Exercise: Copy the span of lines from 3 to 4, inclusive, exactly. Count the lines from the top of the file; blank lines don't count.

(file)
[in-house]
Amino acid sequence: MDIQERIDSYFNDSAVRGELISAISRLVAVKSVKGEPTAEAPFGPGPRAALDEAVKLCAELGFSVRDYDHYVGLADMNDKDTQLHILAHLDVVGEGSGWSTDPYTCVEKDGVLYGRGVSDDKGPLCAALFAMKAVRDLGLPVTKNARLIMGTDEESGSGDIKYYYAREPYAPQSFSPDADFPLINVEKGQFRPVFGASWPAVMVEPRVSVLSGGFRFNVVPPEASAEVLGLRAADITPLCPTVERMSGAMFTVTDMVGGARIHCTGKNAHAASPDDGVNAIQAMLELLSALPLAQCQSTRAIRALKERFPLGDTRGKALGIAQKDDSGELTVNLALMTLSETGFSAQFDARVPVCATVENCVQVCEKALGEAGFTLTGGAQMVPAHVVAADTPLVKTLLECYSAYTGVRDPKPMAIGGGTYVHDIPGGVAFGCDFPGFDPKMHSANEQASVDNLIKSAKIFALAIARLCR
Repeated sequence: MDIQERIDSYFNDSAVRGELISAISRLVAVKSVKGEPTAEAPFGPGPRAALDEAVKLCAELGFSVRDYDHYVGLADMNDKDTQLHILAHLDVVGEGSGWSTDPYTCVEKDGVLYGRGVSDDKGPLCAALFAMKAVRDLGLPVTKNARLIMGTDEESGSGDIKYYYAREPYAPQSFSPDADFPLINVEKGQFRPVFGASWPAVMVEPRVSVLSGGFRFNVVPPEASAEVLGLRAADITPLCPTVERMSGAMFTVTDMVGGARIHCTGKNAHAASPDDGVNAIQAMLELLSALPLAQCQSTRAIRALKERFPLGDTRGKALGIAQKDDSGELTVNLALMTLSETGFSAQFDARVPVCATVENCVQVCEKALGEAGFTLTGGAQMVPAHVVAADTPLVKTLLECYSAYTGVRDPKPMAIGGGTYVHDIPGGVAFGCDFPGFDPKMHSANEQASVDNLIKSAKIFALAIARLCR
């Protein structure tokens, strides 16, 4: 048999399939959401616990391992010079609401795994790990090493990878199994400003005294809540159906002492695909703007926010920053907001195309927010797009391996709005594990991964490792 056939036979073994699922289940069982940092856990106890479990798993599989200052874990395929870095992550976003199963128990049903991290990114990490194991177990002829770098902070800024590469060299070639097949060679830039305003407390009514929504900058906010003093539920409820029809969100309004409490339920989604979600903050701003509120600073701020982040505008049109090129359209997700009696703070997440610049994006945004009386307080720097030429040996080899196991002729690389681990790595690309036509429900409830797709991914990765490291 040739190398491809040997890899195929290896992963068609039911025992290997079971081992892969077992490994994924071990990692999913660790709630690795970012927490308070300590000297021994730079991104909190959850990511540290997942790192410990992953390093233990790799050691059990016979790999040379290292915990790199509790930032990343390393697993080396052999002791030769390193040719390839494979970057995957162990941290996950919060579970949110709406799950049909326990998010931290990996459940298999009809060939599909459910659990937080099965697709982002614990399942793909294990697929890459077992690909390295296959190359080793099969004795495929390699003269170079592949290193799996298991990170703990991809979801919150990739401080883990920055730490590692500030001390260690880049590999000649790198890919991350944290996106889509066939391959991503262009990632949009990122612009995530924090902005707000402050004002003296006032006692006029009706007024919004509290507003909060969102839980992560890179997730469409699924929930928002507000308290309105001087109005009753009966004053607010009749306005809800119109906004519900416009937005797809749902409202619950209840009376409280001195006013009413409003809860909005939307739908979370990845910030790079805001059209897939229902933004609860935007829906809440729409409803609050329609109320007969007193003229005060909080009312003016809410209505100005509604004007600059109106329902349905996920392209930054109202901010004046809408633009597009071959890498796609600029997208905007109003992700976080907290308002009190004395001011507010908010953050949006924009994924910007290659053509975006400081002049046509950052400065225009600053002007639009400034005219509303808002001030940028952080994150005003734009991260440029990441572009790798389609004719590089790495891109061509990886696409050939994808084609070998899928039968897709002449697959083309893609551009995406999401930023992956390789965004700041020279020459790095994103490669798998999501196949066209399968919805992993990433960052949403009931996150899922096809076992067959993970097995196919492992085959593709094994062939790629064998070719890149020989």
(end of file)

Repeated sequence: MDIQERIDSYFNDSAVRGELISAISRLVAVKSVKGEPTAEAPFGPGPRAALDEAVKLCAELGFSVRDYDHYVGLADMNDKDTQLHILAHLDVVGEGSGWSTDPYTCVEKDGVLYGRGVSDDKGPLCAALFAMKAVRDLGLPVTKNARLIMGTDEESGSGDIKYYYAREPYAPQSFSPDADFPLINVEKGQFRPVFGASWPAVMVEPRVSVLSGGFRFNVVPPEASAEVLGLRAADITPLCPTVERMSGAMFTVTDMVGGARIHCTGKNAHAASPDDGVNAIQAMLELLSALPLAQCQSTRAIRALKERFPLGDTRGKALGIAQKDDSGELTVNLALMTLSETGFSAQFDARVPVCATVENCVQVCEKALGEAGFTLTGGAQMVPAHVVAADTPLVKTLLECYSAYTGVRDPKPMAIGGGTYVHDIPGGVAFGCDFPGFDPKMHSANEQASVDNLIKSAKIFALAIARLCR
């Protein structure tokens, strides 16, 4: 048999399939959401616990391992010079609401795994790990090493990878199994400003005294809540159906002492695909703007926010920053907001195309927010797009391996709005594990991964490792 056939036979073994699922289940069982940092856990106890479990798993599989200052874990395929870095992550976003199963128990049903991290990114990490194991177990002829770098902070800024590469060299070639097949060679830039305003407390009514929504900058906010003093539920409820029809969100309004409490339920989604979600903050701003509120600073701020982040505008049109090129359209997700009696703070997440610049994006945004009386307080720097030429040996080899196991002729690389681990790595690309036509429900409830797709991914990765490291 040739190398491809040997890899195929290896992963068609039911025992290997079971081992892969077992490994994924071990990692999913660790709630690795970012927490308070300590000297021994730079991104909190959850990511540290997942790192410990992953390093233990790799050691059990016979790999040379290292915990790199509790930032990343390393697993080396052999002791030769390193040719390839494979970057995957162990941290996950919060579970949110709406799950049909326990998010931290990996459940298999009809060939599909459910659990937080099965697709982002614990399942793909294990697929890459077992690909390295296959190359080793099969004795495929390699003269170079592949290193799996298991990170703990991809979801919150990739401080883990920055730490590692500030001390260690880049590999000649790198890919991350944290996106889509066939391959991503262009990632949009990122612009995530924090902005707000402050004002003296006032006692006029009706007024919004509290507003909060969102839980992560890179997730469409699924929930928002507000308290309105001087109005009753009966004053607010009749306005809800119109906004519900416009937005797809749902409202619950209840009376409280001195006013009413409003809860909005939307739908979370990845910030790079805001059209897939229902933004609860935007829906809440729409409803609050329609109320007969007193003229005060909080009312003016809410209505100005509604004007600059109106329902349905996920392209930054109202901010004046809408633009597009071959890498796609600029997208905007109003992700976080907290308002009190004395001011507010908010953050949006924009994924910007290659053509975006400081002049046509950052400065225009600053002007639009400034005219509303808002001030940028952080994150005003734009991260440029990441572009790798389609004719590089790495891109061509990886696409050939994808084609070998899928039968897709002449697959083309893609551009995406999401930023992956390789965004700041020279020459790095994103490669798998999501196949066209399968919805992993990433960052949403009931996150899922096809076992067959993970097995196919492992085959593709094994062939790629064998070719890149020989």